- Nancy Keenan
Women aren't only fighting for their right to abortion access, they're now fighting to keep their birth control. How the fuck did that happen?
The 2010 elections happened, and women didn’t turn out to vote as they should have. So we saw this huge turn in anti-choice laws, more than we’ve had in the last decade. Our backstop was in the Senate but even there we were defeating some anti-choice legislation by just one vote. Having people in office that are pro-choice is critical for protecting the rights of women.
But how did we make that two-year jump from anti-abortion legislation to anti-birth control?
These are anti-choice politicians who've run on jobs and economy platforms and who have spent their whole time in office attacking women's rights to choose. They’ve been there, wanting to take away contraceptive coverage for years—they've been trying to de-fund family planning, Title 10. It’s been going on, it was just such a cumulative effect this year that it literally exploded on people’s radar screens. When the Komen situation happened, people sat up and took notice.
You've mentioned that Mitt Romney is evil. Please tell me more!
Bush never called for the overturning of Roe Vs. Wade—Romney has called for that. Romney also "absolutely" supports the personhood amendment, which not only outlaws birth control but in vitro fertilization. He's said he’d defund Planned Parenthood and other family planning agencies. Think of the hypocrisy of denying women access to birth control and outlawing abortions. With Supreme Court nominations, Romney has said that they’d have to support his views on abortion: Outlaw it. At least Bush was smart enough to only commit to changing "hearts and minds" when it came to the abortion issue. Romney is far more extreme than Bush.
So Romney can’t just say all that, and wink and nod to American women like it'll be okay. I don’t trust him. And American women shouldn't trust him.
Worst state in the country to be a woman: Go.
Oh, man. I would say Kansas, Missouri, Nebraska... Washington and California are the best states in the country. (Check out WhoDecides.org for a complete hellish rundown of the anti-abortion laws in your state).
Let's talk about Washington. Reproductive Parity died last year, will we see it introduced again?
Alison Mondi, spokeswoman for NARAL Pro-Choice WA: We'll hopefully run that again next year but it depends on what happens with the Supreme Court decision [challenging Obama's Affordable Care Act]. We’re working on the assumption that it will be upheld.
Which brings us to Rob McKenna, who's currently being sued by Washington women for challenging the health care law...
Mondi: He’s not someone women can trust to stand up for their access, and voters want a strong pro-choice leader in the governor's office. When it comes down to who’s going to be signing or vetoing bills, we need someone like Inslee in office, not someone who's suing to take away women's healthcare, and who refuses at length to answer the questions of media, constituents, and the groups working on these issues.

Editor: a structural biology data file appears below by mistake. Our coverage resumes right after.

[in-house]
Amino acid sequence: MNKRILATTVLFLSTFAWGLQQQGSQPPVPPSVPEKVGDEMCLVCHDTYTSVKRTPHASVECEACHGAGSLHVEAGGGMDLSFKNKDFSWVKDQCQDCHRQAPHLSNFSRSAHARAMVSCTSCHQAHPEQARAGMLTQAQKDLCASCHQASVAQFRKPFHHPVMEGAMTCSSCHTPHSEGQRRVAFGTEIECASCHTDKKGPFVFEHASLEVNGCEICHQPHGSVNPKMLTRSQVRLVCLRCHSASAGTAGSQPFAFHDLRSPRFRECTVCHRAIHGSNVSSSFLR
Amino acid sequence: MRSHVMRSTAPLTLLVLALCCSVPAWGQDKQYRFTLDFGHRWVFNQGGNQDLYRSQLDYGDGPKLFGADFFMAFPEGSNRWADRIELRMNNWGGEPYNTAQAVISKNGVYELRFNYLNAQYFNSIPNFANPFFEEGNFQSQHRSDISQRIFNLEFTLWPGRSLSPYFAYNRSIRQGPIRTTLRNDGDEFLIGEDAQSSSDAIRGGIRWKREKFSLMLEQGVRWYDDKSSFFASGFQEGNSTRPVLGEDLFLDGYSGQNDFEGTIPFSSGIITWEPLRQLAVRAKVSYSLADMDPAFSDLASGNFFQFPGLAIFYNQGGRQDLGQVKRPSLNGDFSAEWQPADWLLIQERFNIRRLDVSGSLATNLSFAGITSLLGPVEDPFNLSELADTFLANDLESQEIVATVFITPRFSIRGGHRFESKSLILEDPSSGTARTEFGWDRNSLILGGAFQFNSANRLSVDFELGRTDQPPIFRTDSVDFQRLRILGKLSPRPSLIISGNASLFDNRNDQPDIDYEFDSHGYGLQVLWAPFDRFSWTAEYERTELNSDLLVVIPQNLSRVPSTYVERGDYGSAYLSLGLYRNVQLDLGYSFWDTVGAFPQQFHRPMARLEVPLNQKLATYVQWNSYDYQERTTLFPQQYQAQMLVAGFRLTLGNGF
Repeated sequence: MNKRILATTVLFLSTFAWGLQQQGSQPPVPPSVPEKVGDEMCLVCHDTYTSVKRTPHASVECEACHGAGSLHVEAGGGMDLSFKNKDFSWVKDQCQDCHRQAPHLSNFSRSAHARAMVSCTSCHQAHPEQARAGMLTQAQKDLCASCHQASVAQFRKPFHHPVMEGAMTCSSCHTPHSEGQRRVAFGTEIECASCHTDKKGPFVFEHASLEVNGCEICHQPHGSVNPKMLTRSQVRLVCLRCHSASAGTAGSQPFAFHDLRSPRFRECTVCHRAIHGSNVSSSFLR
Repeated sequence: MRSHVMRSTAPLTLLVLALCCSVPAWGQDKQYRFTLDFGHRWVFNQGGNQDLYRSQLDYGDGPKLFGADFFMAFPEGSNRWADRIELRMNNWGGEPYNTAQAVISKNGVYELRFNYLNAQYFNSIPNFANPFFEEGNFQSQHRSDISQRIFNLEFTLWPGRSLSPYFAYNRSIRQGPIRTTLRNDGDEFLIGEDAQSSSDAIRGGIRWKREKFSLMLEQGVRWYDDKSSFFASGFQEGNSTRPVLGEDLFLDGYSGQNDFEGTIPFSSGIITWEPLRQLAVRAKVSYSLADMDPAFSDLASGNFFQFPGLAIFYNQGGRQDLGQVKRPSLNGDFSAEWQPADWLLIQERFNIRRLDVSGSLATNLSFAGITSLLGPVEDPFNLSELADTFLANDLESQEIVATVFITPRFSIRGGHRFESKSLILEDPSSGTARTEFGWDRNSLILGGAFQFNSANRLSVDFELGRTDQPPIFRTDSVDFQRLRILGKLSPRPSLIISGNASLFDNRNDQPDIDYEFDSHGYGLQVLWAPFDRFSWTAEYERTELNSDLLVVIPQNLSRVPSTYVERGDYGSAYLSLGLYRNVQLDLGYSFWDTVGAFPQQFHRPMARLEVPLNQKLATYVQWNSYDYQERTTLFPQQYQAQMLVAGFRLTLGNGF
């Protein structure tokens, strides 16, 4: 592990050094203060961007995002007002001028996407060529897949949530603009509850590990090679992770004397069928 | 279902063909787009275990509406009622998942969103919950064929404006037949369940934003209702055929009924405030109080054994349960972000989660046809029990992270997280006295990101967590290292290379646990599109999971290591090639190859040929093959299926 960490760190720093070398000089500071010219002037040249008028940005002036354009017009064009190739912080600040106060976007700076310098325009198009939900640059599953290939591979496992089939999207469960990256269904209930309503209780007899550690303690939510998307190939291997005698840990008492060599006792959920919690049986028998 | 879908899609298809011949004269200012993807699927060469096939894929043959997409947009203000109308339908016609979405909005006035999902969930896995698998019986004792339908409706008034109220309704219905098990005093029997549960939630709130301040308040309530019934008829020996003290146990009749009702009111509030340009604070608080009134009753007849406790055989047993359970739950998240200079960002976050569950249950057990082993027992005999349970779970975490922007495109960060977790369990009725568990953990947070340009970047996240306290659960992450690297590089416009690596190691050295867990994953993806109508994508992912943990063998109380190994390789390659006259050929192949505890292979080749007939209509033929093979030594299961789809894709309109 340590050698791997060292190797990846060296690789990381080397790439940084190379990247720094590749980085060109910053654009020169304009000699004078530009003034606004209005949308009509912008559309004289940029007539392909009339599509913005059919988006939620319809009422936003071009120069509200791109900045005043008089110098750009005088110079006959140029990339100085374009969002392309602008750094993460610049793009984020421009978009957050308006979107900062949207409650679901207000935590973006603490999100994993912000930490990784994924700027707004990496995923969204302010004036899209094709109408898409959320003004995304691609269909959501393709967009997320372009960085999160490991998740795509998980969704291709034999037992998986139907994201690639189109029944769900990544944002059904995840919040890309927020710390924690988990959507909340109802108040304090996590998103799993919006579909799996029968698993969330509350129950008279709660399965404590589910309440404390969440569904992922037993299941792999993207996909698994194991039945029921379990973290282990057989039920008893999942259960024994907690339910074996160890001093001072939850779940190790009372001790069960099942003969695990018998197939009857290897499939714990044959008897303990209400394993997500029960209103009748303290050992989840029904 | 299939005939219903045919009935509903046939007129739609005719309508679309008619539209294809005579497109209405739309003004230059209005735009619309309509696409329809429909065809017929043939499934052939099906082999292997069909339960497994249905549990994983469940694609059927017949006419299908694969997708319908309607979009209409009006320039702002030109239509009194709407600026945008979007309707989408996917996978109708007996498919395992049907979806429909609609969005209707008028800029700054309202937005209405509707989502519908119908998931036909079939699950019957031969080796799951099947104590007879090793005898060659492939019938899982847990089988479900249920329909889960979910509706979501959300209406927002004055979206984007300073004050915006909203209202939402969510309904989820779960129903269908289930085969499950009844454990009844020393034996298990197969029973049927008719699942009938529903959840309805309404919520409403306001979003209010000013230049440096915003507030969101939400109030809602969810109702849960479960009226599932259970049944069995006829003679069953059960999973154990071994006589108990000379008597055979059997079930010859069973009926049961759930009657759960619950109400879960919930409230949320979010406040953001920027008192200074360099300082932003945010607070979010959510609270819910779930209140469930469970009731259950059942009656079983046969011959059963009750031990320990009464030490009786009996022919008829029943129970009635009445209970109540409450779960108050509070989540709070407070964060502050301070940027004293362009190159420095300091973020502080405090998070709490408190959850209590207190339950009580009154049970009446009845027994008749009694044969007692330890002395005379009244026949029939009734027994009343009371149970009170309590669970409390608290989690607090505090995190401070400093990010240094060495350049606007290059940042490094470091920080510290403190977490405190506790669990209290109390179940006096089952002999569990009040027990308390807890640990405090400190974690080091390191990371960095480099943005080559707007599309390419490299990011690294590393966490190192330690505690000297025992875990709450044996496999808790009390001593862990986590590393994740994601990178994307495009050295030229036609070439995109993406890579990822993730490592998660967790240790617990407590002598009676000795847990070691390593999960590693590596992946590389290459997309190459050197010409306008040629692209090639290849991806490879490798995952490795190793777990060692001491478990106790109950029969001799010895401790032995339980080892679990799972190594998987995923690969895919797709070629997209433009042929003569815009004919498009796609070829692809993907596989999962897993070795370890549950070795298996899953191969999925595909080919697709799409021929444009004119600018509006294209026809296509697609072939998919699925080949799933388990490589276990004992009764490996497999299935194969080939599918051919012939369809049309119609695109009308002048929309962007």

What other races should Washington women be watching closely?
Jennifer Brown, ED of NARAL Pro-Choice WA: The 27th district in Tacoma is one. Jeannie Darneille is running against Jack Connelly, an anti-choice democrat whose law firm is a big sponsor of crisis pregnancy centers. We need to keep the legislature pro-choice.
What questions do women need to be asking candidates in 2012?
Do you believe that women have the right to make the choice about abortion care without government interference? Do you support family planning? Do you support medically accurate sex education in our schools? Those are fundamental questions. And if they hedge on any of those, vote for the person who won’t. But women have got to ask them.
Do you think there's any connection between progressives winning more victories with gay marriage and conservatives attacking women's rights with renewed vigor? Like, the Freemasons are sitting around in their secret robes, saying, "Holy shit, we're losing the gay battle! Quick! Who else can we oppress???"
Keenan: Absolutely. Our fates are tied together. The right to the privacy to engage in a homosexual relationship, it was based on the right of privacy granted in Griswold v. Connecticut and Roe v. Wade. If the right to privacy under [either of those cases] were to fall, the right to privacy in the gay community would also fall. Our fight is tied to theirs because it's all based on that simple right to privacy—the right to love who you want to love and decide for yourself when you want to have a child. Which is why there’s a lot at stake in this election.
So how do we win?
Keenan: We harness the millennial generation—the people who are now between the ages of 18-30. Those 76 million people are larger than the baby boomers and by 2020 they’ll be the largest part of the voting population. And they’re pro-marriage equality and pro-choice. This is the next generation that will have such a huge impact on this country.
And we’ve seen an unbelievable increase in activism, in younger people becoming involved, connecting people to the political. For the next generation, this year's birth control fight has been their Anita Hill moment. It was like, you’ve got to be kidding me. They want to take my birth control away?
Last month, you announced that you're stepping down as president of NARAL after the 2012 election. What are you going to do with your time?
Keenan: Fly fish in the morning, drink scotch in the afternoon. I’m going back to Montana. People think I’m running for office and I’m like, "NOOOOO!!!!"